October 26, 2011

Moulton: as from a passing cloud

Louise Chandler Moulton was uneasy as she sailed back to the United States from Europe in 1891. Just before leaving, she had received a telegram informing her of her mother's illness. As she sailed, she remarked on the lovely weather, but noted, "I am so anxious as to what news of my poor mother awaits me." Sure enough, upon landing, she learned that her mother died on October 26, 1891 (she is pictured here in healthier times). Moulton had missed the funeral as well. As she recorded in her journal: "Oh, what it is to know that I shall never see her again!"

Moulton herself died only 27 years later. Her mother figured more than once in her poetry. One poem is called "My Mother's Picture":

How shall I here her placid picture paint
   With touch that shall be delicate, yet sure?
   Soft hair above a brow so high and pure
Years have not soiled it with an earthly taint,
Needing no aureole to prove her saint;
   Firm mind that no temptation could allure;
   Soul strong to do, heart stronger to endure;
And calm, sweet lips, that utter no complaint.

So have I seen her, in my darkest days
   And when her own most sacred ties were riven,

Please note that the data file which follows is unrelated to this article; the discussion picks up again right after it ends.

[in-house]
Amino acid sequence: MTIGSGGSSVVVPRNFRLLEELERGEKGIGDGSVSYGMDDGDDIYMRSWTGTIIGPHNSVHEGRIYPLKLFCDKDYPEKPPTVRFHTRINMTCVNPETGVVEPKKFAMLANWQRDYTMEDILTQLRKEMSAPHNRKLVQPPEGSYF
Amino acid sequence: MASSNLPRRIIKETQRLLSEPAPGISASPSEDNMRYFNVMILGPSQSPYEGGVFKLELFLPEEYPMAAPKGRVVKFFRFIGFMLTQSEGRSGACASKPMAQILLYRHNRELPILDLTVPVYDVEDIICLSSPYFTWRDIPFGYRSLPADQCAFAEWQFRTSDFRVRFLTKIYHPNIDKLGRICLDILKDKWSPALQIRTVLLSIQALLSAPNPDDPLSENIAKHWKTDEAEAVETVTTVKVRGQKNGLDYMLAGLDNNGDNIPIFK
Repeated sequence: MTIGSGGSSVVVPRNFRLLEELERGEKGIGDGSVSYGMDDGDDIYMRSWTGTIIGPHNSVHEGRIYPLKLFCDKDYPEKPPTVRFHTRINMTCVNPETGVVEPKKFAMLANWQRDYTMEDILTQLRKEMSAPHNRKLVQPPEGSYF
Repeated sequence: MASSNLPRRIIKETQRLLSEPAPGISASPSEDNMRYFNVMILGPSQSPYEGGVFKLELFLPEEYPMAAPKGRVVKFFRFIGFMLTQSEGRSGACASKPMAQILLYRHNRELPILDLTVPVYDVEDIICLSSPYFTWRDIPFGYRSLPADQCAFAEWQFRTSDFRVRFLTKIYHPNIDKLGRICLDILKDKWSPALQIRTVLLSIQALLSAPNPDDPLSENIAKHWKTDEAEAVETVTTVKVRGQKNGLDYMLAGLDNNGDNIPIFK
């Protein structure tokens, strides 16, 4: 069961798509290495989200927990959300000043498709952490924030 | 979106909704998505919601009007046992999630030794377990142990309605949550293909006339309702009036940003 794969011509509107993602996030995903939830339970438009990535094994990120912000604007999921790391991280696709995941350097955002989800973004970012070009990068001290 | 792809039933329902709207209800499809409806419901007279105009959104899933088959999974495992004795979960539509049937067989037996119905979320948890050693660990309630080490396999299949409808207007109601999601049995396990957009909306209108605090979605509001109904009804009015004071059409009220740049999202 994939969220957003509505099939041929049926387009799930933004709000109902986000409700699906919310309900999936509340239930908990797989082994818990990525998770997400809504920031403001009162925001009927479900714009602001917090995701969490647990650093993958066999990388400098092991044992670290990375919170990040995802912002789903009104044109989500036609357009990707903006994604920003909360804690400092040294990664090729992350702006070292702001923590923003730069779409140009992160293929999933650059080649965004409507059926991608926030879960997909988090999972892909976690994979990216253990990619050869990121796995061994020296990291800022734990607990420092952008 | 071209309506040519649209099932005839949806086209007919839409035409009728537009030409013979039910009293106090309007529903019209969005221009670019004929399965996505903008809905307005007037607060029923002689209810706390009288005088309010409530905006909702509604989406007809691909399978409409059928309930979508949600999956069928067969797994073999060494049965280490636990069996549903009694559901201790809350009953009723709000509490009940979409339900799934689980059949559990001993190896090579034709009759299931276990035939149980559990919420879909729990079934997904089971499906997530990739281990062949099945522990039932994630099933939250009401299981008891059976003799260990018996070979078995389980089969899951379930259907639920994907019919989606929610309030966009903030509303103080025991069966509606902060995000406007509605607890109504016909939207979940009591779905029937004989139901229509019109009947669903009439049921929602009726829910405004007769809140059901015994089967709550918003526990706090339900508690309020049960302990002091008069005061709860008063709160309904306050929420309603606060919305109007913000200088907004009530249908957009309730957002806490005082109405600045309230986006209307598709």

Walk tranquilly in self-denying ways,
   Asking for strength, and sure it would be given;
Filling her life with lowly prayer, high praise, —
   So shall I see her, if we meet in heaven.

Another poem, "A Dream in the Night," is subtitled "To My Mother," and more expressly addresses her dead mother:

Sometimes it seems thy face —thy long-hid face —
   Looks out on me as from a passing cloud,
   Till I forget they clad thee in thy shroud,
And laid thee sleeping in thy far-off place —
So once again the tender, healing grace
   Of thy dear presence is to me allowed.
   Wilt thou not bless the head before thee bowed?
Wilt not thy voice thrill through the empty space?

How lone and cold the world without thee seemed!
   Regaining thee, how warm it is and bright!
      Yet all in vain to reach thee do I seek: —
And then I wake to know I have but dreamed,
   And thou art silent as the silent night —
      With tears I call thee, yet thou dost not speak.

No comments:

Post a Comment

Note: Only a member of this blog may post a comment.